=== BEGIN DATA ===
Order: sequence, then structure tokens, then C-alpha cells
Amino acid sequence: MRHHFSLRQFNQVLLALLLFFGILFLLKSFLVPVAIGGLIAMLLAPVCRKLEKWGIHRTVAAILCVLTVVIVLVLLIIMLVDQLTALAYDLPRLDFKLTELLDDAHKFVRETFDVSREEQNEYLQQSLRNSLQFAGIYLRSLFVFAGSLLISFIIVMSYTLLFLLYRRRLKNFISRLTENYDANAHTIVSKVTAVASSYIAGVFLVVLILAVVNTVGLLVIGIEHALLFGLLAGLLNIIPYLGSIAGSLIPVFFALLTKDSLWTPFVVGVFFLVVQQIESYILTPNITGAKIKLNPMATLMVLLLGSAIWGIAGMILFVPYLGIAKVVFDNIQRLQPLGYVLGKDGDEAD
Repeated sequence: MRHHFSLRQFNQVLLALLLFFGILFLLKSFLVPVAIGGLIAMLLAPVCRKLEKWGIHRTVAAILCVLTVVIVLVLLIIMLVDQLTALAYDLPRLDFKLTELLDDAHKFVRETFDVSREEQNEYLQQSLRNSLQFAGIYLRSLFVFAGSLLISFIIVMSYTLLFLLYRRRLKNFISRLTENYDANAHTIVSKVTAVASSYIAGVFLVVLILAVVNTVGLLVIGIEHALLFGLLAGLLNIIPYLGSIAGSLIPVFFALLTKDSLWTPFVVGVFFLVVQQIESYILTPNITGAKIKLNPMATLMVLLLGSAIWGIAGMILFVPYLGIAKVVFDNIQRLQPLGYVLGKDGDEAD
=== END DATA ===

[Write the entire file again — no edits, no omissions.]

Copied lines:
Order: sequence, then structure tokens, then C-alpha cells
Amino acid sequence: MRHHFSLRQFNQVLLALLLFFGILFLLKSFLVPVAIGGLIAMLLAPVCRKLEKWGIHRTVAAILCVLTVVIVLVLLIIMLVDQLTALAYDLPRLDFKLTELLDDAHKFVRETFDVSREEQNEYLQQSLRNSLQFAGIYLRSLFVFAGSLLISFIIVMSYTLLFLLYRRRLKNFISRLTENYDANAHTIVSKVTAVASSYIAGVFLVVLILAVVNTVGLLVIGIEHALLFGLLAGLLNIIPYLGSIAGSLIPVFFALLTKDSLWTPFVVGVFFLVVQQIESYILTPNITGAKIKLNPMATLMVLLLGSAIWGIAGMILFVPYLGIAKVVFDNIQRLQPLGYVLGKDGDEAD
Repeated sequence: MRHHFSLRQFNQVLLALLLFFGILFLLKSFLVPVAIGGLIAMLLAPVCRKLEKWGIHRTVAAILCVLTVVIVLVLLIIMLVDQLTALAYDLPRLDFKLTELLDDAHKFVRETFDVSREEQNEYLQQSLRNSLQFAGIYLRSLFVFAGSLLISFIIVMSYTLLFLLYRRRLKNFISRLTENYDANAHTIVSKVTAVASSYIAGVFLVVLILAVVNTVGLLVIGIEHALLFGLLAGLLNIIPYLGSIAGSLIPVFFALLTKDSLWTPFVVGVFFLVVQQIESYILTPNITGAKIKLNPMATLMVLLLGSAIWGIAGMILFVPYLGIAKVVFDNIQRLQPLGYVLGKDGDEAD